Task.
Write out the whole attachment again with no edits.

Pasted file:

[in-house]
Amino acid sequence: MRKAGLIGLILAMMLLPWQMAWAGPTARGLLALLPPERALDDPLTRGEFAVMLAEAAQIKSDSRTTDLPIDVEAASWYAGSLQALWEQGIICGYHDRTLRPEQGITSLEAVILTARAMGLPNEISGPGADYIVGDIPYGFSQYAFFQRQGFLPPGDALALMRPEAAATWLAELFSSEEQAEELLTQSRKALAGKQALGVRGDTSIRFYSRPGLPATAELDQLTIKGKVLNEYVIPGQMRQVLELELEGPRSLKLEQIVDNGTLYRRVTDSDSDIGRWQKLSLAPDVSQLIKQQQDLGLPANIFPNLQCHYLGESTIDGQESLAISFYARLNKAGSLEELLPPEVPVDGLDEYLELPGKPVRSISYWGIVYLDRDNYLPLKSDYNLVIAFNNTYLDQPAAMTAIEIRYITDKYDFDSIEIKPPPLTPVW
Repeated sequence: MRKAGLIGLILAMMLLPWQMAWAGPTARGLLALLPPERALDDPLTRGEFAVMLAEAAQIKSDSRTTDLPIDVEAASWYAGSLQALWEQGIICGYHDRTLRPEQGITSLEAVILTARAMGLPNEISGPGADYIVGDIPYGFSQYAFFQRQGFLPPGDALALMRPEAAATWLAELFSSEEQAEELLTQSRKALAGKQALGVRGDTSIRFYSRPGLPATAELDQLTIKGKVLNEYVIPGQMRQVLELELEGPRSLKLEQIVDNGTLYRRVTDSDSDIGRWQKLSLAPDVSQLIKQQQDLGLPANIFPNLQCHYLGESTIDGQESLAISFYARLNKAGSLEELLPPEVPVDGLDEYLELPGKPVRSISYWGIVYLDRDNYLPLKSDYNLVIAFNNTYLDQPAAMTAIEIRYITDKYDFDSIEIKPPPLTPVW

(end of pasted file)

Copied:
[in-house]
Amino acid sequence: MRKAGLIGLILAMMLLPWQMAWAGPTARGLLALLPPERALDDPLTRGEFAVMLAEAAQIKSDSRTTDLPIDVEAASWYAGSLQALWEQGIICGYHDRTLRPEQGITSLEAVILTARAMGLPNEISGPGADYIVGDIPYGFSQYAFFQRQGFLPPGDALALMRPEAAATWLAELFSSEEQAEELLTQSRKALAGKQALGVRGDTSIRFYSRPGLPATAELDQLTIKGKVLNEYVIPGQMRQVLELELEGPRSLKLEQIVDNGTLYRRVTDSDSDIGRWQKLSLAPDVSQLIKQQQDLGLPANIFPNLQCHYLGESTIDGQESLAISFYARLNKAGSLEELLPPEVPVDGLDEYLELPGKPVRSISYWGIVYLDRDNYLPLKSDYNLVIAFNNTYLDQPAAMTAIEIRYITDKYDFDSIEIKPPPLTPVW
Repeated sequence: MRKAGLIGLILAMMLLPWQMAWAGPTARGLLALLPPERALDDPLTRGEFAVMLAEAAQIKSDSRTTDLPIDVEAASWYAGSLQALWEQGIICGYHDRTLRPEQGITSLEAVILTARAMGLPNEISGPGADYIVGDIPYGFSQYAFFQRQGFLPPGDALALMRPEAAATWLAELFSSEEQAEELLTQSRKALAGKQALGVRGDTSIRFYSRPGLPATAELDQLTIKGKVLNEYVIPGQMRQVLELELEGPRSLKLEQIVDNGTLYRRVTDSDSDIGRWQKLSLAPDVSQLIKQQQDLGLPANIFPNLQCHYLGESTIDGQESLAISFYARLNKAGSLEELLPPEVPVDGLDEYLELPGKPVRSISYWGIVYLDRDNYLPLKSDYNLVIAFNNTYLDQPAAMTAIEIRYITDKYDFDSIEIKPPPLTPVW